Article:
(For the best viewing experience, left-click the images and maps to zoom in, then use your browser return arrow to go back – go on, it really does work!)
Braemar and the Upper Dee Valley is one of my favourite locations in the North East of Scotland – if only one reason had to be given, it would be the availability of a couple of spots where it’s possible to park a campervan overnight without annoying (or being annoyed by) anyone else (see post #258).
When we arrived, our favourite spots had already been grabbed by a couple of vans, but I had another likely location up my sleeve, tucked away on the edge of a wood – it was the only place on our six-week autumn trip of 2020 where we encountered the dreaded Scottish midge, and these were few in number and docile by standards. All we needed now was somewhere interesting for a hike the next day.
The obvious contender was the isolated mountain of Morrone, standing 859 metres in altitude. The map shows a path from Braemar up the northeast shoulder of the hill, with what appeared to be a vehicle track descending southwest from the summit. The Scots Gaelic name Morrone translates as ‘Big Nose’, which given its shape and location was fair enough.
Part of the aim of our extended Scottish trip was to get around to a few locations recommended for their photographic potential – although Morrone isn’t the kind of hill to raise excitement levels unduly, it was said to have great views of the nearby mountains of the Cairngorms.
Most of the best photographers, the ones who make a living out of it, will plan a shoot well in advance, researching where the sun will be at different times in order to get the best image. I’m more of an opportunist – I’ll research some promising looking views, but then travel hopefully. Sometimes this comes together, other times the light is disappointing or the cloud base intrusive.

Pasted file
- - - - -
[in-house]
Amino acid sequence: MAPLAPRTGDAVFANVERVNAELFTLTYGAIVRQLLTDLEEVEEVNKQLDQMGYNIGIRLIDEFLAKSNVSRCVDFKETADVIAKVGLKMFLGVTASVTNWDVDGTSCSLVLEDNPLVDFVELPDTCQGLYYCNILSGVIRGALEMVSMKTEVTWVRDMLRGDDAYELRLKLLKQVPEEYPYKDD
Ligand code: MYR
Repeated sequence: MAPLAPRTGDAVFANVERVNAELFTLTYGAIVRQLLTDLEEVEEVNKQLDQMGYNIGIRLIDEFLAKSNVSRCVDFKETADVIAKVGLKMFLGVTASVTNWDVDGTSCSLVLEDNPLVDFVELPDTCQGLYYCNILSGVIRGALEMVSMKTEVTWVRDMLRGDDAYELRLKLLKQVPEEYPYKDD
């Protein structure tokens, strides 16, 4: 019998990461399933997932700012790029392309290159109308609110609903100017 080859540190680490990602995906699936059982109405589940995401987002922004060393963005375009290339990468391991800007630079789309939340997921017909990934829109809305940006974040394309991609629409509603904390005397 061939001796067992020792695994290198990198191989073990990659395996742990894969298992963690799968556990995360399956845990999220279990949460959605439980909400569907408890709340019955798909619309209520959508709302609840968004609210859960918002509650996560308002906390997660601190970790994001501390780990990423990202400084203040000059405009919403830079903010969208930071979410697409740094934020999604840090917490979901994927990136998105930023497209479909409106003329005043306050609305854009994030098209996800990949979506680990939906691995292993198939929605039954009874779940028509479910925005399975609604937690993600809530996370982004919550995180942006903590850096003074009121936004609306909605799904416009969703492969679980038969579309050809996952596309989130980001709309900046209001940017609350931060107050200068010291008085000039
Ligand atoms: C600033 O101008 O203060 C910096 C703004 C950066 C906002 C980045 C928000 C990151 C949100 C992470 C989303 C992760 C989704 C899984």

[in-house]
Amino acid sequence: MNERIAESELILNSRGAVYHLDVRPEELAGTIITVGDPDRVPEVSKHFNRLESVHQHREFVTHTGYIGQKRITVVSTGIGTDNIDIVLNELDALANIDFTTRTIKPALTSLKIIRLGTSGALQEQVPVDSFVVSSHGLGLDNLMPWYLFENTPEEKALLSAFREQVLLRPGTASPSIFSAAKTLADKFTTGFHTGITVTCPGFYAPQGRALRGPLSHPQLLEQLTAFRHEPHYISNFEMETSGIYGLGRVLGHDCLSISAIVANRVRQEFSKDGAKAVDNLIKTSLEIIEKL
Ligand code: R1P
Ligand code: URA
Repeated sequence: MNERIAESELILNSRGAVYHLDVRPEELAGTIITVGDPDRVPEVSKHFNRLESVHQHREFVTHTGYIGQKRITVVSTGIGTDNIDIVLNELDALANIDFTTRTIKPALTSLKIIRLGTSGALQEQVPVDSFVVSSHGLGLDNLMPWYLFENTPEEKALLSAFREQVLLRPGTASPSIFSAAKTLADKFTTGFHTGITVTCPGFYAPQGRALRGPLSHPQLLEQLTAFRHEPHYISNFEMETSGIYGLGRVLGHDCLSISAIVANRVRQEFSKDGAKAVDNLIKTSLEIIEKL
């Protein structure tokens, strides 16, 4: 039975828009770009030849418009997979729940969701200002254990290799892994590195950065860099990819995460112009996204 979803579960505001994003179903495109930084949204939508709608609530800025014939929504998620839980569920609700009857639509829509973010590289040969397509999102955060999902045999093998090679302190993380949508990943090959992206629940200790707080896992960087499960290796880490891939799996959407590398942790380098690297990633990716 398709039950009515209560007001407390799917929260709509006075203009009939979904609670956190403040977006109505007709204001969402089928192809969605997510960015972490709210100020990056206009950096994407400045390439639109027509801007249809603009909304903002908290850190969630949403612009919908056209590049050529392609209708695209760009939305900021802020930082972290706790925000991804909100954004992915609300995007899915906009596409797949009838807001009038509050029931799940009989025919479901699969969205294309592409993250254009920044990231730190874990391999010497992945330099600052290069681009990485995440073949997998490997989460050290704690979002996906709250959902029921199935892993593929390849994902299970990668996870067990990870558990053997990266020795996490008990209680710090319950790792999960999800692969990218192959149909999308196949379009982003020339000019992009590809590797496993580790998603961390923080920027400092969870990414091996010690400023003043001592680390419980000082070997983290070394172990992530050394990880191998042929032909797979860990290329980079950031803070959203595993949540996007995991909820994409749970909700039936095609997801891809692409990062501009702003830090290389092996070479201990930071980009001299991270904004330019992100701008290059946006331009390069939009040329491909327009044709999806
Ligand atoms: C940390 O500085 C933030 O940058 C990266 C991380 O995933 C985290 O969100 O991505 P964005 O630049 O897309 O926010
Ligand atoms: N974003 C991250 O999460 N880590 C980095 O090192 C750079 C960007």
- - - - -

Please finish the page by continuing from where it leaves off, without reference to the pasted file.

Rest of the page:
This might appear a bit slap-dash, but it makes you look for opportunities which might otherwise be missed – it’s also more fun, a bit like going hunting for the sake of the chase. On this trip, the nearby Cairngorms were obscured by poor light and low cloud, but fortunately I don’t need to sell an image to pay for dinner. However, the trip was a good recce for the future, and I’ll probably be back sometime when the light is more promising.
In the meantime, Border Collie ‘Mist’ was having a great time doing her own hunting – there must have been a multitude of interesting scents and smells, going by the way she was ranging. Then, at around the 740-metre contour, we came across a mysterious looking line of five cairns. An internet search later provided the solution to the mystery – it’s probably nothing more complicated or mysterious than a load of stones dumped to repair the path!
The summit is much more interesting, though purists might not like the addition of a communications mast and associated outbuildings. The first structure built here was a radio relay installed by the Braemar Mountain Rescue Association in memory of Brian Goring who died from hypothermia in the Cairngorms in April 1967.
The next addition was a small research station installed in the 1970s by the Institute of Environmental and Offshore Medicine at Aberdeen University, to research the treatment of hypothermia in the field. This was followed by an automatic weather station, similar to the one on the summit of Cairngorm (see post #253).
All these are sufficient in my mind to justify the summit buildings, but if you still aren’t convinced, ask yourself this question – why do you think there is such a good 4G mobile phone signal in the surrounding area? There can be little doubt that the combined Morrone installations will have saved lives over the past 50 years.
We didn’t linger long at the summit – there was a chill breeze, and one of the few sheltered nooks in the buildings was already occupied by a group taking a lunch break out of the wind. There was just enough time and motivation to grab a quick shot of Loch Callater (see post #259) about 7 kms (4 miles) away to the southeast.
The Landrover track that serves the summit installations allowed us to make rapid progress, losing height at the same time as generating warmth – I bet the researchers who worked on the hypothermia project on Morrone could have told us that, but I already had a good idea that might be the case.
Lower down we joined a quiet minor road, constructed in 1748 as part of the network of military roads built after the rebellion of 1745 but now bypassed by the faster A93 road on the other side of Clunie Water. From there it didn’t take us long to reach Braemar, passing through the golf course on the way. The main party on the course was a group of young red-deer males – I’ll bet you they aren’t members!
Text and images © Paul Shorrock, except the images tagged Alan Findlay, Gordon Brown and Nigel Corby, which are taken from the Geograph Project and are reproduced here under a Creative Commons Licence.
p.s. More from the North East in the next post.